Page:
By Jeff Shalom
Reading with a Pen
I would walk through your poem but your poem is the gray
uncertain curtains cloaking each phrase mined on each axis
spitting words at the grave the worms that are left
when there are no words to say the shovel that digs
through the ashes the flashes and razes the rubble that’s left
when the poem explodes I would swim through each wave
with dolphin delight surfing and whistling
with the echoes the echoes the accolades
the light sonic sensations after I’ve drowned
observing the swerving from under the ground
after I’ve drowned the page would be dry
the heart would be healed the tears all un-cried
I’d fly through your poem with my own pen in hand
taunting you haunting you kindness be damned
I wanted to know what it was like before we
caught every sunrise with a click
and before we added soundtracks
to our stories and liked each family
picture, before we battled banshees,
before bourbon scented boasts,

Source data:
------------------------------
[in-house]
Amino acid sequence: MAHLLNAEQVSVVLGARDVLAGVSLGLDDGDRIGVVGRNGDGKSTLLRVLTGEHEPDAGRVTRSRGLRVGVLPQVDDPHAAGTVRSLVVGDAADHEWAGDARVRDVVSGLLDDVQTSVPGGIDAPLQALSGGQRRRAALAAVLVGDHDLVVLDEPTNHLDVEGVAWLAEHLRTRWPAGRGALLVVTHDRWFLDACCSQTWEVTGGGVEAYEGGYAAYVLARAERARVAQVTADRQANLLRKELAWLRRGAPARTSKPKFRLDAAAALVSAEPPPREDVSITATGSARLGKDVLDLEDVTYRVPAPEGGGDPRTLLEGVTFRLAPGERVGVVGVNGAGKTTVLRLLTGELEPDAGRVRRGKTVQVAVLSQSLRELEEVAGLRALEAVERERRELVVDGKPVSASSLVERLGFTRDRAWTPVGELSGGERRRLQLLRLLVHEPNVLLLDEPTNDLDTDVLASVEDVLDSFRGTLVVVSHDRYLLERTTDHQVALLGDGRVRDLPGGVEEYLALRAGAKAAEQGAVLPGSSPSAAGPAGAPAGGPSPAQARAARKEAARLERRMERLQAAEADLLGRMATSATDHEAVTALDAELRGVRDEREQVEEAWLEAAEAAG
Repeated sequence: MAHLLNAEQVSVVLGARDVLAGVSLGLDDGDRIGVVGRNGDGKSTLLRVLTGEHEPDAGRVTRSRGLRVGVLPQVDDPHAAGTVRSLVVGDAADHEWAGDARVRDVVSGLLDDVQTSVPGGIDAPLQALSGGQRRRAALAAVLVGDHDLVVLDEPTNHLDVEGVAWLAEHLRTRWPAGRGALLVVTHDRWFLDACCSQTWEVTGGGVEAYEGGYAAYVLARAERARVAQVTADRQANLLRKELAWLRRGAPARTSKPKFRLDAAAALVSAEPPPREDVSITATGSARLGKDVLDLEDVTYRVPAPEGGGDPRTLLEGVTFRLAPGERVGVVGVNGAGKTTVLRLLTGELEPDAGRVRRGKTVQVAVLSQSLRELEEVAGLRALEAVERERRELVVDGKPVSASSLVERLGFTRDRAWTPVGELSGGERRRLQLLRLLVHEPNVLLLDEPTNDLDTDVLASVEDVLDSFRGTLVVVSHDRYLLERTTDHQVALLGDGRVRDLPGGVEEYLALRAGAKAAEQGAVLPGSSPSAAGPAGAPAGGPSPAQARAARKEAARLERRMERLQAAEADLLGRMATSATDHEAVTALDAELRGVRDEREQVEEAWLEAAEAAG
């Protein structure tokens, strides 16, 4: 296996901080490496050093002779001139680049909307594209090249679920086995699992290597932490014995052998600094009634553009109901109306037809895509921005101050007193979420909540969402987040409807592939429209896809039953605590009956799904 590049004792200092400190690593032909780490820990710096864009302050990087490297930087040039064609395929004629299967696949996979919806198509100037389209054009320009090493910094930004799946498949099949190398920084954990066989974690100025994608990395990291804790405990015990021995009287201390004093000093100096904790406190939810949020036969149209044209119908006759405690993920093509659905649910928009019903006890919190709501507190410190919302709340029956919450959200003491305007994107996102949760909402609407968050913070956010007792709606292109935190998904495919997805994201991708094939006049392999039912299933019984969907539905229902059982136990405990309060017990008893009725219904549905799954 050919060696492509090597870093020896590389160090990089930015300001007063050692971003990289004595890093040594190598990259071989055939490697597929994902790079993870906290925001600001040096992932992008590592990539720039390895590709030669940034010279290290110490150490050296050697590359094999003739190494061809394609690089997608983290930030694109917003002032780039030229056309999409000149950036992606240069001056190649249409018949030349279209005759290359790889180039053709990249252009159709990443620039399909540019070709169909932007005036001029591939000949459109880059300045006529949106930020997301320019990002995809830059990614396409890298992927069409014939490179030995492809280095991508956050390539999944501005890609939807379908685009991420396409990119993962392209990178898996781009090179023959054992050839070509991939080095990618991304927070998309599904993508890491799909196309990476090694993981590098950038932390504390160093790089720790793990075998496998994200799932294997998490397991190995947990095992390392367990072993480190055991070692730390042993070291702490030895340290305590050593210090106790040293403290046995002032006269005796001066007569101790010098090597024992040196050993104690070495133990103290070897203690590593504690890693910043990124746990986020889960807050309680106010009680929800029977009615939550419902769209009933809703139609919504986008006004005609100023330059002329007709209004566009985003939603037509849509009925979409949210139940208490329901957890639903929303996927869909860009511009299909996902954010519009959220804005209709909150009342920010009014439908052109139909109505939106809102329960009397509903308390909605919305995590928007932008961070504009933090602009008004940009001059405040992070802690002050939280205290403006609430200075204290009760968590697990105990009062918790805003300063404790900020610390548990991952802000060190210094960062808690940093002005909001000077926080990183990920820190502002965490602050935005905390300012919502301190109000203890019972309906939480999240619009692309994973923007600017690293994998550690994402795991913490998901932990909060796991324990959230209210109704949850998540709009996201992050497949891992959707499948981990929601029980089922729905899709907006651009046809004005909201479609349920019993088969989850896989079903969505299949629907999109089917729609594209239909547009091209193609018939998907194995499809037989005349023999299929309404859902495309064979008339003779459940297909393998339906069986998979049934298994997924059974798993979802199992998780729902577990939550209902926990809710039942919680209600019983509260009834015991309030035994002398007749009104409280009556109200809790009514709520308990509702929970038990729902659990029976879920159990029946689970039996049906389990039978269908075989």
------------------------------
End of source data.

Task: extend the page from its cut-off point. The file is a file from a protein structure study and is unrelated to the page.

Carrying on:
before we dueled with narcissists,
stacked skeletons, shed ghosts,
so I bought myself a notebook
and flipped away my phone,
ignored the morning’s warnings
and wrote another poem,
her auburn face a candle
her lips a blazing sun
her eyes a lighthouse beacon
keeping night from everyone.
After Gerald Stern’s poem “Waving Goodbye.”
Lucidity came slowly
untying a knot,
unraveling a braid
unto separate strands of not.
What else is here?
When two rivers meet, do they rush?
How does it feel?
When I’m alone,
it feels like flying.
I feel your touch.
I want to clear you, to solve you,
to steer you, resolve you,
but I’m nowhere near.
How does it feel
to feel it?
Oh, it’s a rush.
Source: the song “Paprika,” by Japanese Breakfast.
About the Author:
Jeff Shalom is a poet from Upper Nyack, New York. He has a writing minor from the Johns
Hopkins University Writing Seminars program. His work has appeared in Offcourse Literary
Journal and the Nyack Poetry Walk. He enjoys photography, music, sports, and storm chasing.